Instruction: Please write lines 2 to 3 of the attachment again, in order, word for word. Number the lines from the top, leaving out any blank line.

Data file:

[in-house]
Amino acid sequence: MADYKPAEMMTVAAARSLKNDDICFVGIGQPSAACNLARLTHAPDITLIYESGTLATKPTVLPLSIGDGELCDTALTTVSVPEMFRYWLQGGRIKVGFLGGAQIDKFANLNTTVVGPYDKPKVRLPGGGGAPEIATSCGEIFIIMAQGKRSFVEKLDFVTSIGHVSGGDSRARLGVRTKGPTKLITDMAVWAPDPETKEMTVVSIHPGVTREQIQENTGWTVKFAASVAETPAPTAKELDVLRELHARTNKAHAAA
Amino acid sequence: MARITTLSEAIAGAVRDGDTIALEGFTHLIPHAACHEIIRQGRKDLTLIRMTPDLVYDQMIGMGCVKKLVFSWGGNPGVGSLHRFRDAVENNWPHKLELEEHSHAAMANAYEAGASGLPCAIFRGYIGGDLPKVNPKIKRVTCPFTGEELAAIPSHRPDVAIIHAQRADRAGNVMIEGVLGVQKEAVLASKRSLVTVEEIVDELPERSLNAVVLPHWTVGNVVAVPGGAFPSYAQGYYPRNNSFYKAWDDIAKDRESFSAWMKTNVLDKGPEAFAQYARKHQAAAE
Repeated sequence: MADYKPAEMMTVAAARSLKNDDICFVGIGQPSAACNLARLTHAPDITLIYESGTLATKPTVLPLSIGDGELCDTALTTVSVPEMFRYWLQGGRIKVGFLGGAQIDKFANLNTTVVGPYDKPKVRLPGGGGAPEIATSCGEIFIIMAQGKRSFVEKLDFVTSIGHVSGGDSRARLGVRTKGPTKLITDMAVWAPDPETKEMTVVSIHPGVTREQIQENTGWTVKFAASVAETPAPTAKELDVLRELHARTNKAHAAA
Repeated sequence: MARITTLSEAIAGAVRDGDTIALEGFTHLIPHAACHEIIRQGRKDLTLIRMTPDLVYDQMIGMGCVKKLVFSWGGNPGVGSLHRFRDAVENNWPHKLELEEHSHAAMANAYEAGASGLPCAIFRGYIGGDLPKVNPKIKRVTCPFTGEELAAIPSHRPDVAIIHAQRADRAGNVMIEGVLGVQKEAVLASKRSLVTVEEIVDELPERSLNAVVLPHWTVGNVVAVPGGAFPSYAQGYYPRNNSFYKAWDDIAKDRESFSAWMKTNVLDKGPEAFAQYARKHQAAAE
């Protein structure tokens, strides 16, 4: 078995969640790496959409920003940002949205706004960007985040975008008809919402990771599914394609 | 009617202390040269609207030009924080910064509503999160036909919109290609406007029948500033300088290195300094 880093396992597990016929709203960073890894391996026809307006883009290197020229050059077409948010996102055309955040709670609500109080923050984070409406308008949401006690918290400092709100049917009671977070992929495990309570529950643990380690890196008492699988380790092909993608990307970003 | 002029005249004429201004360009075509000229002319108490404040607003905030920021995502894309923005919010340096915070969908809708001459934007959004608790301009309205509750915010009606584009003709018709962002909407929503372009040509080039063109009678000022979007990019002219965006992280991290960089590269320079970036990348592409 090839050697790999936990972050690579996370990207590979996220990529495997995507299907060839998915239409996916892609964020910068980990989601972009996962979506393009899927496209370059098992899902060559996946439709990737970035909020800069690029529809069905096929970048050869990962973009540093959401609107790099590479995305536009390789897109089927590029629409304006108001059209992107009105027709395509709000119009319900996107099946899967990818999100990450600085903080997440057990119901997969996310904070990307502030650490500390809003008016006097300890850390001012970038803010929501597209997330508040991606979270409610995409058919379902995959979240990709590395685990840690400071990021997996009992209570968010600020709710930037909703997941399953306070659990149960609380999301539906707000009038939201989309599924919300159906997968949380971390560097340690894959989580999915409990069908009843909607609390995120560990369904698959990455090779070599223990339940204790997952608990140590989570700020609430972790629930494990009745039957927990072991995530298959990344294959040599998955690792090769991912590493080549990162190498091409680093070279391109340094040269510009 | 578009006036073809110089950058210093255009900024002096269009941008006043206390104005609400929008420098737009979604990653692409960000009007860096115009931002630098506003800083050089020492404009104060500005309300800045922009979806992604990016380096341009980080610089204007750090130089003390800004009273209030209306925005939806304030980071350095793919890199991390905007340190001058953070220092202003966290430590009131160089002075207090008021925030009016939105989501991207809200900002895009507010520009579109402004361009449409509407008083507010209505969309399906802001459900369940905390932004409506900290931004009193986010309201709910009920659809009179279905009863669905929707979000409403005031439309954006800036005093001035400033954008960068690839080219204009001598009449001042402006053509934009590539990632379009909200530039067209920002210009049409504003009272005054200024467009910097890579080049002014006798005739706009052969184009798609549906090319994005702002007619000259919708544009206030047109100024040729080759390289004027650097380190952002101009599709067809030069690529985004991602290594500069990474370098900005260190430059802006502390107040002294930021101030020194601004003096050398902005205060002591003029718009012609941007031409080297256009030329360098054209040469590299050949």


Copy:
Amino acid sequence: MADYKPAEMMTVAAARSLKNDDICFVGIGQPSAACNLARLTHAPDITLIYESGTLATKPTVLPLSIGDGELCDTALTTVSVPEMFRYWLQGGRIKVGFLGGAQIDKFANLNTTVVGPYDKPKVRLPGGGGAPEIATSCGEIFIIMAQGKRSFVEKLDFVTSIGHVSGGDSRARLGVRTKGPTKLITDMAVWAPDPETKEMTVVSIHPGVTREQIQENTGWTVKFAASVAETPAPTAKELDVLRELHARTNKAHAAA
Amino acid sequence: MARITTLSEAIAGAVRDGDTIALEGFTHLIPHAACHEIIRQGRKDLTLIRMTPDLVYDQMIGMGCVKKLVFSWGGNPGVGSLHRFRDAVENNWPHKLELEEHSHAAMANAYEAGASGLPCAIFRGYIGGDLPKVNPKIKRVTCPFTGEELAAIPSHRPDVAIIHAQRADRAGNVMIEGVLGVQKEAVLASKRSLVTVEEIVDELPERSLNAVVLPHWTVGNVVAVPGGAFPSYAQGYYPRNNSFYKAWDDIAKDRESFSAWMKTNVLDKGPEAFAQYARKHQAAAE